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How can I improve my credit score? Expert advice | Personal Finance | Finance

Among several financial pearls of wisdom, including “save for a rainy day” and don’t spend more than you can afford, “keep a high credit score” is also invaluable advice. A good credit score can unlock a multitude of benefits and savings, as well as access to credit cards and loans if needed.

Your credit score reflects how reliable you are with repaying money and this score is calculated based on the history of your finances and how they’ve been managed.

The higher your credit score, the more likely you will be accepted for credit, such as mortgages, cash loans, credit cards, and at the best rates.

James Jones, head of consumer affairs at Experian told Express.co.uk: “Credit scores are factored into a lender’s decision on whether you’re accepted and, importantly, what rates are then offered.

Credit reporting company Experian recently carried out research that found 47 percent of consumers to believe they will secure the best rates for loans, but in reality, the top rates are typically only granted to 51 percent of successful applicants.

READ MORE: Tax code BR: How to check if all your income will be slapped with 20%

Mr Jones continued: “Interest rates are usually personalised to an individual and their circumstances, including in their credit score.

“Equally, at a time in which people are grappling with higher prices as a result of the increased cost of living, engaging with your credit score could be a key step in understanding your personal finances and ensuring you are planning for the future.”

In view of this, Mr Jones provided six key ways you can improve your own credit score to better position yourself financially.

1. Know your score

Firstly, it’s advised you should check your current credit score.

Mr Jones said: “This can be done in minutes by signing up with them directly, such as the free score service on Experian’s website, or through third parties like ClearScore and Credit Karma. All services will include helpful tips and guidance.”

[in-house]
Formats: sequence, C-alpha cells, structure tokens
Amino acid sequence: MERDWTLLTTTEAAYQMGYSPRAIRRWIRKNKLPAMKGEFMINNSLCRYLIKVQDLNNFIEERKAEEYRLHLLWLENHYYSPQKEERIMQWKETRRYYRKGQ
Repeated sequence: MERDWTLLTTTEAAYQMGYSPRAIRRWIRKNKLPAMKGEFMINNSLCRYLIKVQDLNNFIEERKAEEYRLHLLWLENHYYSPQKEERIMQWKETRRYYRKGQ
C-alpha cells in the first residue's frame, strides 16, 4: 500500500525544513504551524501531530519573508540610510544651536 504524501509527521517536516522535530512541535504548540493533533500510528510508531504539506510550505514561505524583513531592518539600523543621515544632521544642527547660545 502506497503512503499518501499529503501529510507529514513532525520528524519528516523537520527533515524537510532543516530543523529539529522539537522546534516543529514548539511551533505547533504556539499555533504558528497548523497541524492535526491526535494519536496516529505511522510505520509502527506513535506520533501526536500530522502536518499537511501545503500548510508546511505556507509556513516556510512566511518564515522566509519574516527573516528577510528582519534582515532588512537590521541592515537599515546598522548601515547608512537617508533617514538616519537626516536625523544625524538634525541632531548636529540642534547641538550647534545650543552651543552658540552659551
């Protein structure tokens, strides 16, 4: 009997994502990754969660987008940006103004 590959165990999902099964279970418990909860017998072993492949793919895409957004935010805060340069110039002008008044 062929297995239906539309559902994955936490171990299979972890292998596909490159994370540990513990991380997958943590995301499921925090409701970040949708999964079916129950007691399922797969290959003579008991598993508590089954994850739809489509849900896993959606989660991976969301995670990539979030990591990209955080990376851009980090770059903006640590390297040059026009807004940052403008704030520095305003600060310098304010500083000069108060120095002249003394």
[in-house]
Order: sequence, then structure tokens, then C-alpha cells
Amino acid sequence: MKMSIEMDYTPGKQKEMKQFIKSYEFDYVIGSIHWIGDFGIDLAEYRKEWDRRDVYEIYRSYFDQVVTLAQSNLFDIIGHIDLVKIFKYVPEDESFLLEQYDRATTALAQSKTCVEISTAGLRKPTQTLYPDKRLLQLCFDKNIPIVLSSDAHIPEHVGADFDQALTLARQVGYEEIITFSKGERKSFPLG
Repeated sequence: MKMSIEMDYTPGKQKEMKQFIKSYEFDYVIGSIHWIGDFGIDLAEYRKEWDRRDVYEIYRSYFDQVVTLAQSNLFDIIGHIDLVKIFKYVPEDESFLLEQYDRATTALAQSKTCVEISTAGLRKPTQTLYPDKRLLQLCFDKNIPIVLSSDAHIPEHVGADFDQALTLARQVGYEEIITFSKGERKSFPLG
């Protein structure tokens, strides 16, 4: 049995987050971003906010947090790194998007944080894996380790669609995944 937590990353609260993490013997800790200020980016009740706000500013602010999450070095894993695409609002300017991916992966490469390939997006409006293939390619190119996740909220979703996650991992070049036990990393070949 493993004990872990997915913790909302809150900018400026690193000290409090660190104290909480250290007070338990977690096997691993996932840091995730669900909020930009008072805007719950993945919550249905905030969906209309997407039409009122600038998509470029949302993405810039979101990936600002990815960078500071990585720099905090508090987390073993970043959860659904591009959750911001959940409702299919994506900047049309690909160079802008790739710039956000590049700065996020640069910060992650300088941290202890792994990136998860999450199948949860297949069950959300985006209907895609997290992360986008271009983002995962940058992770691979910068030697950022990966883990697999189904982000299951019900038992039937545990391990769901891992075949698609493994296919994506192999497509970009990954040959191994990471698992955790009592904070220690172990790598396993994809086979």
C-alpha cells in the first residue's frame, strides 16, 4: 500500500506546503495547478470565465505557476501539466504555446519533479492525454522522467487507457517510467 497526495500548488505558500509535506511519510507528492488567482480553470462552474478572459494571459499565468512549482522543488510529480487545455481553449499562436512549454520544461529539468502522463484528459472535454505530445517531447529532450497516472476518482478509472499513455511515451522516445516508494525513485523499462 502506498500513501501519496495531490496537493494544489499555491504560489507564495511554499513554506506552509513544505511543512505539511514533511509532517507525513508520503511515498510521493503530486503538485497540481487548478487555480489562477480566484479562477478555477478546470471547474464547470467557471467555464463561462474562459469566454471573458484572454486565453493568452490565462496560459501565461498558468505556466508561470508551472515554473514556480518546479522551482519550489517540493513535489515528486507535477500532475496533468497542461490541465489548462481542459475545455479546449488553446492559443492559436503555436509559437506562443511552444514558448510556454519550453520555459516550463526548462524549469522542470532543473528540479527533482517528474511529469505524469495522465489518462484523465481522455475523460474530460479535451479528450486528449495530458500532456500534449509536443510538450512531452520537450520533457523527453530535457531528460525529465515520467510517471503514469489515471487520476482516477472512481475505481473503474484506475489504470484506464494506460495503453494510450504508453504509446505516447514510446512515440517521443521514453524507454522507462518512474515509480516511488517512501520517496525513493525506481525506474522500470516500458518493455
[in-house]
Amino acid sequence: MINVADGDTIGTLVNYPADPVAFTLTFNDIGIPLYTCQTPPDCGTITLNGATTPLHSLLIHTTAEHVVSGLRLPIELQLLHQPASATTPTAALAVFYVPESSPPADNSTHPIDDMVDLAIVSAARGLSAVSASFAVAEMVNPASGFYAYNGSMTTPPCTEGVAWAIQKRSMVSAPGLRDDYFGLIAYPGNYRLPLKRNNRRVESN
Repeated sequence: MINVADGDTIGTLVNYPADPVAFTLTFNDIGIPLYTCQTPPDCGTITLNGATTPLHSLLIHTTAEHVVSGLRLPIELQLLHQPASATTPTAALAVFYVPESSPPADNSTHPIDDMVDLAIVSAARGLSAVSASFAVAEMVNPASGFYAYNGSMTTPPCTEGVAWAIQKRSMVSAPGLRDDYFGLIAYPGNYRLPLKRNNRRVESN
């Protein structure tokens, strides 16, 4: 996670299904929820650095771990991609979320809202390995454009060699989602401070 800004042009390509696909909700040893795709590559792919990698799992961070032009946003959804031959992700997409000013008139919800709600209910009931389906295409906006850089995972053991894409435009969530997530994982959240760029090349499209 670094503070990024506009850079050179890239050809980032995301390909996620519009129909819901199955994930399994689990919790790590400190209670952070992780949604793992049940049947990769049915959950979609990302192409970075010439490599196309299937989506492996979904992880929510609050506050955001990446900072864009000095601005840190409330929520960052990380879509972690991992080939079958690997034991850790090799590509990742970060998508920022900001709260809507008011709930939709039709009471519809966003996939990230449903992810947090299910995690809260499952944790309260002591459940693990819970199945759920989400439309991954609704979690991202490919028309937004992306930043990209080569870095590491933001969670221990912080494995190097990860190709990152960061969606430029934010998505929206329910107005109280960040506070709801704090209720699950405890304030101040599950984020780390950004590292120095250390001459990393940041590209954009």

Next, review the information on your credit report and make sure it reflects the facts.

Mr Jones said: “Space out any credit applications you make and shop around using eligibility checking services.

“That way, you will only apply for deals you are likely to get and will avoid collecting multiple ‘hard’ search footprints, protecting your score.”

Money Saving Expert offers a great “soft” search tool that allows you to check what credit cards you could be eligible for without impacting your score

4. Consider allowing your credit history to mature

Mr Jones said: “While it is sensible to shop around from time to time to make sure you are getting the best deals, it will help your credit score if you let some of your credit accounts mature.”

For example, if you hold the same credit card for five years, this can add 20 points to an Experian Credit Score.

Mr Jones said: “Experian Boost looks at a number of things including regular payments to council tax, savings, and digital streaming services such as Netflix and Spotify.”

If this analysis provides a strong payment history, Experian will apply a calculated boost to your score, immediately.

Mr Jones continued: “Boost will never cause your score to drop and around two-thirds of customers see an instant improvement.”




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